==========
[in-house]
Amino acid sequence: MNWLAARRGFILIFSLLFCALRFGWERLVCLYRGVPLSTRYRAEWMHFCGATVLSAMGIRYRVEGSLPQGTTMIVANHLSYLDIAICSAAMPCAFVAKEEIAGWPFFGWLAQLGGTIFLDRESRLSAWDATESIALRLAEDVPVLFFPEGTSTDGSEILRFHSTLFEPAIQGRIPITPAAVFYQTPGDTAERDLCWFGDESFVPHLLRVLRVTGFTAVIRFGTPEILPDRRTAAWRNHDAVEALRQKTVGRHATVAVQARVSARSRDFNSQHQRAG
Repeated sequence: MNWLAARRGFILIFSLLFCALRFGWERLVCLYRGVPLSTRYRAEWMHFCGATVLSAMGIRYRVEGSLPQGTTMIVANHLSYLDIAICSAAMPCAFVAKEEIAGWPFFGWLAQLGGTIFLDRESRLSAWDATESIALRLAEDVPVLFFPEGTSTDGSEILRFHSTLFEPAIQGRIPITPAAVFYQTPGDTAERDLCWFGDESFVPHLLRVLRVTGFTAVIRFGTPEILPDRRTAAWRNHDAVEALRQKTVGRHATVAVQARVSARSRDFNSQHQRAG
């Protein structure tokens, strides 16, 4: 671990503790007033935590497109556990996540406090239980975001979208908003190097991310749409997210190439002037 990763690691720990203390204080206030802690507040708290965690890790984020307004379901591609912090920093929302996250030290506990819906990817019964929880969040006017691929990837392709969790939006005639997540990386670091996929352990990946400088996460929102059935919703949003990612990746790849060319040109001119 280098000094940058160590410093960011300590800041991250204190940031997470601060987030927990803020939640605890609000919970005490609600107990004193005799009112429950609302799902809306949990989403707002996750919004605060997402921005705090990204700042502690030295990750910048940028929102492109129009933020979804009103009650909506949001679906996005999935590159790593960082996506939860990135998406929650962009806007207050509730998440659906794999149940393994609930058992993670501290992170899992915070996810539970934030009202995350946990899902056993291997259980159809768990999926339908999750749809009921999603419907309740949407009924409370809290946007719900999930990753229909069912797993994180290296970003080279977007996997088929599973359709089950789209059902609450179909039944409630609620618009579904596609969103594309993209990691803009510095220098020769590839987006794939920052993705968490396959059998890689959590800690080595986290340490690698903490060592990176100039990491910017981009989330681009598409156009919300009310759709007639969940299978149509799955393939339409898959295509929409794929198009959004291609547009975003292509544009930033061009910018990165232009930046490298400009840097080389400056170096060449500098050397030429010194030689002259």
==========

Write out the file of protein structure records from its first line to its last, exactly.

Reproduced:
[in-house]
Amino acid sequence: MNWLAARRGFILIFSLLFCALRFGWERLVCLYRGVPLSTRYRAEWMHFCGATVLSAMGIRYRVEGSLPQGTTMIVANHLSYLDIAICSAAMPCAFVAKEEIAGWPFFGWLAQLGGTIFLDRESRLSAWDATESIALRLAEDVPVLFFPEGTSTDGSEILRFHSTLFEPAIQGRIPITPAAVFYQTPGDTAERDLCWFGDESFVPHLLRVLRVTGFTAVIRFGTPEILPDRRTAAWRNHDAVEALRQKTVGRHATVAVQARVSARSRDFNSQHQRAG
Repeated sequence: MNWLAARRGFILIFSLLFCALRFGWERLVCLYRGVPLSTRYRAEWMHFCGATVLSAMGIRYRVEGSLPQGTTMIVANHLSYLDIAICSAAMPCAFVAKEEIAGWPFFGWLAQLGGTIFLDRESRLSAWDATESIALRLAEDVPVLFFPEGTSTDGSEILRFHSTLFEPAIQGRIPITPAAVFYQTPGDTAERDLCWFGDESFVPHLLRVLRVTGFTAVIRFGTPEILPDRRTAAWRNHDAVEALRQKTVGRHATVAVQARVSARSRDFNSQHQRAG
């Protein structure tokens, strides 16, 4: 671990503790007033935590497109556990996540406090239980975001979208908003190097991310749409997210190439002037 990763690691720990203390204080206030802690507040708290965690890790984020307004379901591609912090920093929302996250030290506990819906990817019964929880969040006017691929990837392709969790939006005639997540990386670091996929352990990946400088996460929102059935919703949003990612990746790849060319040109001119 280098000094940058160590410093960011300590800041991250204190940031997470601060987030927990803020939640605890609000919970005490609600107990004193005799009112429950609302799902809306949990989403707002996750919004605060997402921005705090990204700042502690030295990750910048940028929102492109129009933020979804009103009650909506949001679906996005999935590159790593960082996506939860990135998406929650962009806007207050509730998440659906794999149940393994609930058992993670501290992170899992915070996810539970934030009202995350946990899902056993291997259980159809768990999926339908999750749809009921999603419907309740949407009924409370809290946007719900999930990753229909069912797993994180290296970003080279977007996997088929599973359709089950789209059902609450179909039944409630609620618009579904596609969103594309993209990691803009510095220098020769590839987006794939920052993705968490396959059998890689959590800690080595986290340490690698903490060592990176100039990491910017981009989330681009598409156009919300009310759709007639969940299978149509799955393939339409898959295509929409794929198009959004291609547009975003292509544009930033061009910018990165232009930046490298400009840097080389400056170096060449500098050397030429010194030689002259």